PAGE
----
Certificate PG

(2017) 105 mins

Director: Jonathan Teplitzki
Writer: Alex von Tunzelmann
Cinematography: David Higgs
Production Design: Chris Roope
Music: Lorne Balfe


Tensions mount for the beleaguered British Prime Minister Winston Churchill (Brian Cox) in the days leading up to infamous Allied D-Day landings in Normandy, France in June, 1944. Fearful of repeating his deadly mistakes from World War I in the Battle of Gallipoli, exhausted by years of war, plagued by depression and obsessed with his historical destiny, Churchill is reluctant to embark on the large-scale campaign, one that the entire war effort hinges upon. Clashing with his Allied political opponents U.S. General Dwight D. Eisenhower (John Slattery) and British Field Marshal Bernard Law Montgomery (Julian Wadham), the troubled Churchill receives support and devotion from his wife, the brilliant and unflappable Clementine Churchill (Miranda Richardson). With her strength and shrewdness, “Clemmie” halts Winston’s physical, mental spiritual collapse and inspires him on to greatness.  From the official website

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Brian Cox has a face of carved granite. The camera loves it. His performance is not so much an impersonation as the reflection of a psyche and you can’t keep your eyes off him. Was he born to play this role? If so he had to wait until the time was right and now is that time, now is that moment. As for Miranda Richardson she invests Clemmie with a strength of character that withstands Winston’s intolerance and bullying.  Together they bring to the film a genuine aura of excellence.”  Eye for Film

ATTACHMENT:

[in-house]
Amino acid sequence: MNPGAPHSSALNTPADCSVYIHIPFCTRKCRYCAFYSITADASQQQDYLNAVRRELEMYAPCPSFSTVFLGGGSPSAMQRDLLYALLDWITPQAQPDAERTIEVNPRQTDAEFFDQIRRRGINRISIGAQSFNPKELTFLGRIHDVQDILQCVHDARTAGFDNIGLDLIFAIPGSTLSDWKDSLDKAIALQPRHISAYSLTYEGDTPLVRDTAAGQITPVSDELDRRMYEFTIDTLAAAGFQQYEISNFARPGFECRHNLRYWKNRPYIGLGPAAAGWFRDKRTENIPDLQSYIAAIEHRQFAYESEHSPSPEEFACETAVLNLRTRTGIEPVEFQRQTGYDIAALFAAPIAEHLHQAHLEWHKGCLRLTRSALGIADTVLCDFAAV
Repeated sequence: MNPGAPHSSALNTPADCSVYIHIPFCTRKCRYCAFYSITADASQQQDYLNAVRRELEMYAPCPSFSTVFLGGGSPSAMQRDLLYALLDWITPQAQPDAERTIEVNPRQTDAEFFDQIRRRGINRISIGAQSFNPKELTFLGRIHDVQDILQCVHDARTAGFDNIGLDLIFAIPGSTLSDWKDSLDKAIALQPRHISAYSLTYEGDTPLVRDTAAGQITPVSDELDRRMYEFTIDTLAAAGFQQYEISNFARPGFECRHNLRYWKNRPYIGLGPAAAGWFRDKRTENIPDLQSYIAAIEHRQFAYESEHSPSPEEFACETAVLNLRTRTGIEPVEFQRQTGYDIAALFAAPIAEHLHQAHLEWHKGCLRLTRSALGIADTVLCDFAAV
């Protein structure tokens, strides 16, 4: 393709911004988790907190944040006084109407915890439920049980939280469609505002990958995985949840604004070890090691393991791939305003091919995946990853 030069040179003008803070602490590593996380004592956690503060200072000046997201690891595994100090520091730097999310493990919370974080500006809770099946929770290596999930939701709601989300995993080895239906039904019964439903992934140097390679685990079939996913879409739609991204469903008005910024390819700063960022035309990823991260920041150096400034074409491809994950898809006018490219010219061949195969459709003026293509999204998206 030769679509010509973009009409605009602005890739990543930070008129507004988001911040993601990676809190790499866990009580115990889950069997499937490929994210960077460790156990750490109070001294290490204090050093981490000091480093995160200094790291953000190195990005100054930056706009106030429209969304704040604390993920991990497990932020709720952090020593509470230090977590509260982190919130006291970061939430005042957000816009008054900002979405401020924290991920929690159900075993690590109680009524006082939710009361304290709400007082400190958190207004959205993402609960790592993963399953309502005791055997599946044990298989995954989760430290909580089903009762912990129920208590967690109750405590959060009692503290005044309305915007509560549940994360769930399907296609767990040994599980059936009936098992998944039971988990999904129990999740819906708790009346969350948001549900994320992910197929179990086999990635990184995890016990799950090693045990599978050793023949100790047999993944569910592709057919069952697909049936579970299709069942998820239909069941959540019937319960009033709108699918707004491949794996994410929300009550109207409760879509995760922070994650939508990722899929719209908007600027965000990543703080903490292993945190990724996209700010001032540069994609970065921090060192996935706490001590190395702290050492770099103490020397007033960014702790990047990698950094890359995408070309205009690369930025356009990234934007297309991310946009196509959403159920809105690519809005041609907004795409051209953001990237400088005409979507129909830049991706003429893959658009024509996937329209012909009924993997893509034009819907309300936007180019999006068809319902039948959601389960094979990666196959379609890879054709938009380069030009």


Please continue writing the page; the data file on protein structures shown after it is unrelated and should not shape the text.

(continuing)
Much like the title of the film itself, this is an unfussy, straight-shooting and dignified peek at the great statesman. For epic battle footage, it would be wise to wait for Christopher Nolan’s Dunkirk. And for a more upbeat portrayal, Joe Wright’s Darkest Hour would seem to be a good bet for the new year.  But that would mean missing out on this precisely focused, heartfelt drama, which is skilfully positioned around one man’s self-doubt, depression and destiny. . . Bolstered by clear-cut direction from Teplitzky, and with excitingly staged disputes over the controversial operation at hand, Churchill hits all the right notes, bringing a slice of history to life in its most palatable and entertaining form.”  Radio Times

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